Lorenzo Semeia ● Ilena Bauer ● Katrin Sippel ● Julia Hartkopf ● Nora K. Schaal ● Hubert Preissl
•Maternal emotional states might impact fetal autonomic nervous system development.
•Depression and anxiety seem to impact fetal heart rate variability differently.
•Impaired heart rate variability seem to persist after birth.
•These differences are not related to maternal metabolic factors such as adiposity.
The fetal autonomic nervous system (ANS) is believed to be negatively affected by maternal adverse emotional states. In this study, we evaluated how depression, anxiety and stress during pregnancy are related to fetal heart rate variability (HRV) as recorded with magnetocardiography (MCG). We also considered metabolic factors such as maternal adiposity and circulating levels of cortisol during gestation. Furthermore, we followed up these fetuses after birth, recording HRV and saliva levels of cortisol in these infants to establish any effects postpartum.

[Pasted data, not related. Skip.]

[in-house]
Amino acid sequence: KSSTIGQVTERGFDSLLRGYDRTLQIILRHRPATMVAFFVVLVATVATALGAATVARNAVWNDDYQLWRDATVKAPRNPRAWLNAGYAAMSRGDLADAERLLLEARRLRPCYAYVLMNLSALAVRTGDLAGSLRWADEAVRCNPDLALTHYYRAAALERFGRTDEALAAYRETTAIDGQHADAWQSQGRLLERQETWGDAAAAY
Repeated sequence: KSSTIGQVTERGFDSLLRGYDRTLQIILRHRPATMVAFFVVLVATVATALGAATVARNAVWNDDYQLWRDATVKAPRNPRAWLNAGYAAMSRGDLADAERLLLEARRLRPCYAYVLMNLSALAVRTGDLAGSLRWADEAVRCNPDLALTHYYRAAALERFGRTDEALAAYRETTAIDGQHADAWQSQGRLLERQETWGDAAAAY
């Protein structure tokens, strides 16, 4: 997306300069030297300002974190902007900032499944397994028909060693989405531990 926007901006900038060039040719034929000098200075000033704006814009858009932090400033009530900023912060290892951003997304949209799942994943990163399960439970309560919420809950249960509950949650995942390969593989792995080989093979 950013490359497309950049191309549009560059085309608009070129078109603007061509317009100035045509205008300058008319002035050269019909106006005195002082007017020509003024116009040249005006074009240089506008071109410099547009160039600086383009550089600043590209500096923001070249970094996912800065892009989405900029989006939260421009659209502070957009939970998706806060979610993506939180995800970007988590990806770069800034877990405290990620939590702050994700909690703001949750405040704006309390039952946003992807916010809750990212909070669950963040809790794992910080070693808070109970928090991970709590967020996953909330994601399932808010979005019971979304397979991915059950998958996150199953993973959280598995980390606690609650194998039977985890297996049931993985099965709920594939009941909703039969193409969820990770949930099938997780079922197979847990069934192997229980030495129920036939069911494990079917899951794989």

We calculated HRV in spontaneous MCG recordings from 32 healthy fetuses between 32 and 38 weeks of gestational age. Maternal emotional state was assessed using standardized questionnaires about anxiety, depression and stress. An overall indicator of maternal well-being was calculated by z-scoring each individual questionnaire and summation. We used a median split to divide the group into high and low z-scores (HZS and LZS), respectively. Standard HRV measures were determined in the time and frequency domain. T-test analyses were performed between LZS and HZS, with the HRV and the metabolic measures as the dependent variables.
We found an impaired HRV in the HZS group both during pregnancy and after birth. No differences were observed between LZS and HZS for metabolic factors. Depression and anxiety symptoms seem to affect HRV differently. No relationship was found between maternal and infant cortisol levels.
On the basis of our results on different HRV parameters, we propose that maternal emotional state might affect the development of the fetal nervous system in utero.